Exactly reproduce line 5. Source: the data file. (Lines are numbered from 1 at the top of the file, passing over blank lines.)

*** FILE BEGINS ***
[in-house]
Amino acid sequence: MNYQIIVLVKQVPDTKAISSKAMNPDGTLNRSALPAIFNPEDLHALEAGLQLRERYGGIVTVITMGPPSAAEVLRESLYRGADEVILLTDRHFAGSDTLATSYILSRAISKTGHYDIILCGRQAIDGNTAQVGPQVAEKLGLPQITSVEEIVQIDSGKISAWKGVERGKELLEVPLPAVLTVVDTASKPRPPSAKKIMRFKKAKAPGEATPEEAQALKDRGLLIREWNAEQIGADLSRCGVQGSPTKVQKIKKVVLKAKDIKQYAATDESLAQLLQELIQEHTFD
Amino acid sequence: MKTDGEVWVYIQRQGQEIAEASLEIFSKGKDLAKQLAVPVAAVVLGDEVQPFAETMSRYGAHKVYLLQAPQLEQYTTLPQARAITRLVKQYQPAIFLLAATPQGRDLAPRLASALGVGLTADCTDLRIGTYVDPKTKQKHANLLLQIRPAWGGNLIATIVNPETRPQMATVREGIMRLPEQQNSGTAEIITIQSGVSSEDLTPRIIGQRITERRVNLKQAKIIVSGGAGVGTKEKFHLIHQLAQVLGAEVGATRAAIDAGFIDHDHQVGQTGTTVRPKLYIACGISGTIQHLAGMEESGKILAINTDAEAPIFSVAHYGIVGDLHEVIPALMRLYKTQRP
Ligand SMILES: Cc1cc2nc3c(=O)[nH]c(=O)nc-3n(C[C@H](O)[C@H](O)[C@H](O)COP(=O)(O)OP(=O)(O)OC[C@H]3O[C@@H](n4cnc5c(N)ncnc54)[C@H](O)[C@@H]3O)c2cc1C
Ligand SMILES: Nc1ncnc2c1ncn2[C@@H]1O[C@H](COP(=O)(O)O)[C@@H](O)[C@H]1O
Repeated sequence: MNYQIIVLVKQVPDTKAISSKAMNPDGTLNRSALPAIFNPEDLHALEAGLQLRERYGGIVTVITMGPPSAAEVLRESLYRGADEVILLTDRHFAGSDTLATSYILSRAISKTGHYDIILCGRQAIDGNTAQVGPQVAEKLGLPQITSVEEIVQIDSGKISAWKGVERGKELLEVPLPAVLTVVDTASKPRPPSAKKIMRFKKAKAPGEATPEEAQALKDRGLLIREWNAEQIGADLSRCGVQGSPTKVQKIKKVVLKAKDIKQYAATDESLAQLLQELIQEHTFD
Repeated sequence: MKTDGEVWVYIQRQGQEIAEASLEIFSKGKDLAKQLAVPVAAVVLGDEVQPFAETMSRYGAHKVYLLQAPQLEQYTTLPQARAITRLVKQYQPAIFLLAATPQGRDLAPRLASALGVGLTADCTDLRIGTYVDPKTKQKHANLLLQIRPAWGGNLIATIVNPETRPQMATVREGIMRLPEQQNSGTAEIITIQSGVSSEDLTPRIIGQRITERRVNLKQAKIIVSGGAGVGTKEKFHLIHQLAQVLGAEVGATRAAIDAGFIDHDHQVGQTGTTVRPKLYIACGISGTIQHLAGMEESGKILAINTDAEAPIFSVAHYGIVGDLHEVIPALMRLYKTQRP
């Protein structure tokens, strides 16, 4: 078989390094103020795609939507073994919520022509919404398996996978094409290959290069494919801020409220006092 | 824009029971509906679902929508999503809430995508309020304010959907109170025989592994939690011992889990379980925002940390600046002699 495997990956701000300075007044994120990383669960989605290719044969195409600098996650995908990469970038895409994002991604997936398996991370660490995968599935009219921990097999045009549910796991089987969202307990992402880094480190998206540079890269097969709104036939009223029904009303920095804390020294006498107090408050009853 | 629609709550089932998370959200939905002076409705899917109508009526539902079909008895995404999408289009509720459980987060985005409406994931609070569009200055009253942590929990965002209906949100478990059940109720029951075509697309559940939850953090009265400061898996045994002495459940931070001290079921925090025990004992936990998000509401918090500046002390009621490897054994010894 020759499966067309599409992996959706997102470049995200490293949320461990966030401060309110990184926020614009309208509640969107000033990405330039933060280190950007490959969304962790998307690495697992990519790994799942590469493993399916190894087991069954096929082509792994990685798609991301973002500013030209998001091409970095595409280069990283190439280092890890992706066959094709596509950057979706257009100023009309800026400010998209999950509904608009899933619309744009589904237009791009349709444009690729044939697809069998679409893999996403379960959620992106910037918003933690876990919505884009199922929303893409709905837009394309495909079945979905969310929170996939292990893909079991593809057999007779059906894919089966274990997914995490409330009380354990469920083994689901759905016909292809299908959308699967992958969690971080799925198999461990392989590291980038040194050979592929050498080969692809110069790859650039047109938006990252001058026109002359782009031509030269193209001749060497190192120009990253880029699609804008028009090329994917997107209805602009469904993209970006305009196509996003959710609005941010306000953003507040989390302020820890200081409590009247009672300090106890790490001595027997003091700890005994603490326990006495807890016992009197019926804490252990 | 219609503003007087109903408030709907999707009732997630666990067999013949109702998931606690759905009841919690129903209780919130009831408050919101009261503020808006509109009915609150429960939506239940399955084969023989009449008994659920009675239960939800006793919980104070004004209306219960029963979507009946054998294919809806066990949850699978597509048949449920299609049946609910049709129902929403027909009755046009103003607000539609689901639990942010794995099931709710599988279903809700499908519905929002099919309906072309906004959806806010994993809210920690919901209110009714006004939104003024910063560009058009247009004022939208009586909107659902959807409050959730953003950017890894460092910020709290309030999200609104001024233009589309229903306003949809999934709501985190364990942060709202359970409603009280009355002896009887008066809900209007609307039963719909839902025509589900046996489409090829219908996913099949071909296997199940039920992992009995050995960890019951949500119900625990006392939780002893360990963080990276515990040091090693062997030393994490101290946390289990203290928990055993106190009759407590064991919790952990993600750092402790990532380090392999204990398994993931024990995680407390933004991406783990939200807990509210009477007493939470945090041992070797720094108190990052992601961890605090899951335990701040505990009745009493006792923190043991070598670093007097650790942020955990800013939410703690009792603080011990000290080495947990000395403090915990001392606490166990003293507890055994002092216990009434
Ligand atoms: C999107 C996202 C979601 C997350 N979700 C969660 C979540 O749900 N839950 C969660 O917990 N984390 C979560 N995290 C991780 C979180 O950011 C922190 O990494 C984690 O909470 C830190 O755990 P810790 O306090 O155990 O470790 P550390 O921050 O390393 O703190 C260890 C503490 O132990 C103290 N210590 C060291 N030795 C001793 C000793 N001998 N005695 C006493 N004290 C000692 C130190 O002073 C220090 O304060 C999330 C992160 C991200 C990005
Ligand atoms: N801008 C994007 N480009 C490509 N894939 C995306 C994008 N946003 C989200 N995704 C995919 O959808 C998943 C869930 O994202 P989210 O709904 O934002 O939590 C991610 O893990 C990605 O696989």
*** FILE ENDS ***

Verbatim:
Ligand SMILES: Nc1ncnc2c1ncn2[C@@H]1O[C@H](COP(=O)(O)O)[C@@H](O)[C@H]1O